Tour OperatorsPATA forum says China holds key to APAC travel recovery.

All eyes on India, but China still rules the roost

China is not expected to free its borders for travel until mid-2023.
China is not expected to free its borders for travel until mid-2023. Photo Credit: metamorworks/iStock/GettyImages

Is India the new China for outbound tourism? Will corporate retreats be the next big thing in business travel? Why is everyone waiting for China to recover?

These were some of the questions addressed by participants in PATA’s Visitor Forecast Update, titled The Impact of Reopening on Recovery Patterns.

While “cautious optimism” could best describe the responses to questions on the recovery outlook, the general view was that until China unlocked its borders and allowed outbound travel to resume, destinations in APAC would be slower to recover.

Haiyan Song, associate dean and professor on international tourism, School of Hotel and tourism Management, Hong Kong Polytechnic University, said, “You're not going to recover very quickly when your largest source destination is closed and there’s no market for your tourism.”

Prof Song expects China to remain closed until mid-2023 but was less confident than panellist Mayur Patel, regional sales manager JPAC, OAG, that India could take up the slack within the next five years.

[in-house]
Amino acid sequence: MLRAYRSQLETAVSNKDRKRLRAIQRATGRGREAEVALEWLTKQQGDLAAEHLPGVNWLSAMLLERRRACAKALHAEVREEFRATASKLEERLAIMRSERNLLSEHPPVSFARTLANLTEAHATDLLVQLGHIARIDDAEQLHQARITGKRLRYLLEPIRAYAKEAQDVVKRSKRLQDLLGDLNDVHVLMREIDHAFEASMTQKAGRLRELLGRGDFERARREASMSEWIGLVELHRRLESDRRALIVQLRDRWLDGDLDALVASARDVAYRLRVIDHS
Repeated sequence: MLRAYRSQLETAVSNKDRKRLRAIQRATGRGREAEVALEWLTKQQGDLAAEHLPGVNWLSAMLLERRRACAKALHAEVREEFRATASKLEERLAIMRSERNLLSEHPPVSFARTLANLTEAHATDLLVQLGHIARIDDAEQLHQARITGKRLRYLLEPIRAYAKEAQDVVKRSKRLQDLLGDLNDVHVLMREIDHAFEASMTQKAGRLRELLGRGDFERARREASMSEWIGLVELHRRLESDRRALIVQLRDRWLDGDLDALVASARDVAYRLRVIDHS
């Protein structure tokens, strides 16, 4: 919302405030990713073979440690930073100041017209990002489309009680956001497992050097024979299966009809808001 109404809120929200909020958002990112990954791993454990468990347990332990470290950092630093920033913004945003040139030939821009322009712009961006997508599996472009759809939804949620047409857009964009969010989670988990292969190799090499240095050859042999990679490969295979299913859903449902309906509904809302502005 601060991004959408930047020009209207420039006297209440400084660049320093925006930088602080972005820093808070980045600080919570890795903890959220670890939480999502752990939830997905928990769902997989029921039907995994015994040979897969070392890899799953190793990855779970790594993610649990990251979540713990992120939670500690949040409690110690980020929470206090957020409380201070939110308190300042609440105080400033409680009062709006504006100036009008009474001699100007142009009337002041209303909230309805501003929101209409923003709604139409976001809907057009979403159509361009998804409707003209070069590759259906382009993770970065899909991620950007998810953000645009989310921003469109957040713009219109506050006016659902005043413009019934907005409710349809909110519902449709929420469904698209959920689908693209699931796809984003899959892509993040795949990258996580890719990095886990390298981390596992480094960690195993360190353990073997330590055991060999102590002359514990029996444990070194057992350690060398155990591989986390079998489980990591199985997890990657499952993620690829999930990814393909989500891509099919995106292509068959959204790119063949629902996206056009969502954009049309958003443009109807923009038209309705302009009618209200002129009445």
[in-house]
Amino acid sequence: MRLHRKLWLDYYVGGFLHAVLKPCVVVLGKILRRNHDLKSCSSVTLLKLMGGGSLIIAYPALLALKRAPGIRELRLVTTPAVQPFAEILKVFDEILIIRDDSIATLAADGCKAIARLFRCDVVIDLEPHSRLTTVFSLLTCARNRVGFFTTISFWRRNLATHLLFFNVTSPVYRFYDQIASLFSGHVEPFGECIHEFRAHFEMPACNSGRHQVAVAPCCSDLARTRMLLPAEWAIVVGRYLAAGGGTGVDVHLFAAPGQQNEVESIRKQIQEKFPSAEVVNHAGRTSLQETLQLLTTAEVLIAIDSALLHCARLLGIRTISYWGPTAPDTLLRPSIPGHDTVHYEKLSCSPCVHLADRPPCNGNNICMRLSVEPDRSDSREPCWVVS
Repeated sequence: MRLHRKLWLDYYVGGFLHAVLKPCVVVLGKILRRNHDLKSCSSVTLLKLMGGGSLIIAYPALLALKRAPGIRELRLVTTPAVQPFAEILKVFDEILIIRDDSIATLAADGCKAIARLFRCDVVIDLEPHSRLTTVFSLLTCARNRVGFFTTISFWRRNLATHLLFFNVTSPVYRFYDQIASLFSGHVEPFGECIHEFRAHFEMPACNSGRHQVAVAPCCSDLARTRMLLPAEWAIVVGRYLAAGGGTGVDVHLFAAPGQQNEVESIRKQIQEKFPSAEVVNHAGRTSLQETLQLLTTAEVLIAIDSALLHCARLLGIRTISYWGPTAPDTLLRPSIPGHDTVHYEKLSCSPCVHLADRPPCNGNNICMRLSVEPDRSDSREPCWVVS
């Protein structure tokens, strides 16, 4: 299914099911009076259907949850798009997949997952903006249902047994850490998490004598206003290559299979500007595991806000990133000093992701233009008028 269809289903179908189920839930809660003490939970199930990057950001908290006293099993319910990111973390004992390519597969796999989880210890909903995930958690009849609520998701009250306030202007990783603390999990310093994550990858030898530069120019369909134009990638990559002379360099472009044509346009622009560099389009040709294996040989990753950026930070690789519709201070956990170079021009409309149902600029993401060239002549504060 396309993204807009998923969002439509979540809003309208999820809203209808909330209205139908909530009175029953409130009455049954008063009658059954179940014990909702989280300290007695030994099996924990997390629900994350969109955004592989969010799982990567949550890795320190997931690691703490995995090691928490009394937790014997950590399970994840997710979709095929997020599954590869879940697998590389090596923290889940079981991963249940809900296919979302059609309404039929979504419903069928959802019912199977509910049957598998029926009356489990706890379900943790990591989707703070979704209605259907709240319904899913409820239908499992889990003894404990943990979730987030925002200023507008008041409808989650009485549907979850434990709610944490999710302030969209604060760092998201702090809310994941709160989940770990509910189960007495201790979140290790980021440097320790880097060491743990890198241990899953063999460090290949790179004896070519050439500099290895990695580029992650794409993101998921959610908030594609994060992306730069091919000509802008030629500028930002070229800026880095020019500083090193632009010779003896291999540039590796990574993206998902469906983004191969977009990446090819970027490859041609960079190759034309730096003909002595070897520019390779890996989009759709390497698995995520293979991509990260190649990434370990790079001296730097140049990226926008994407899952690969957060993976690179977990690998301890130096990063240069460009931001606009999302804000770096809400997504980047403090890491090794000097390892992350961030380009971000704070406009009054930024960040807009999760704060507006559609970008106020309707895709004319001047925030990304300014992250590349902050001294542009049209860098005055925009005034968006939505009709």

Patel said the delayed reopening of the China market has encouraged destination management companies to look at new source markets, including India.

“From a midterm perspective, India is a potential market for some South-east Asian countries to look at, rather than waiting for China to reopen,” Patel said.

Mohamed Bardastani, a senior director of business and economic insights at VISA, said despite many reports that business travel was dead, the evidence from VISA showed just the opposite.

He said cross border travel spend levels were healthy, although not yet back up to pre-pandemic levels.

“A space to watch, with the rise of virtual teams, the ease of using Zoom, I think a new form of travel will emerge, different forms of travel, like retreats for distributed teams,” Bardastani added.

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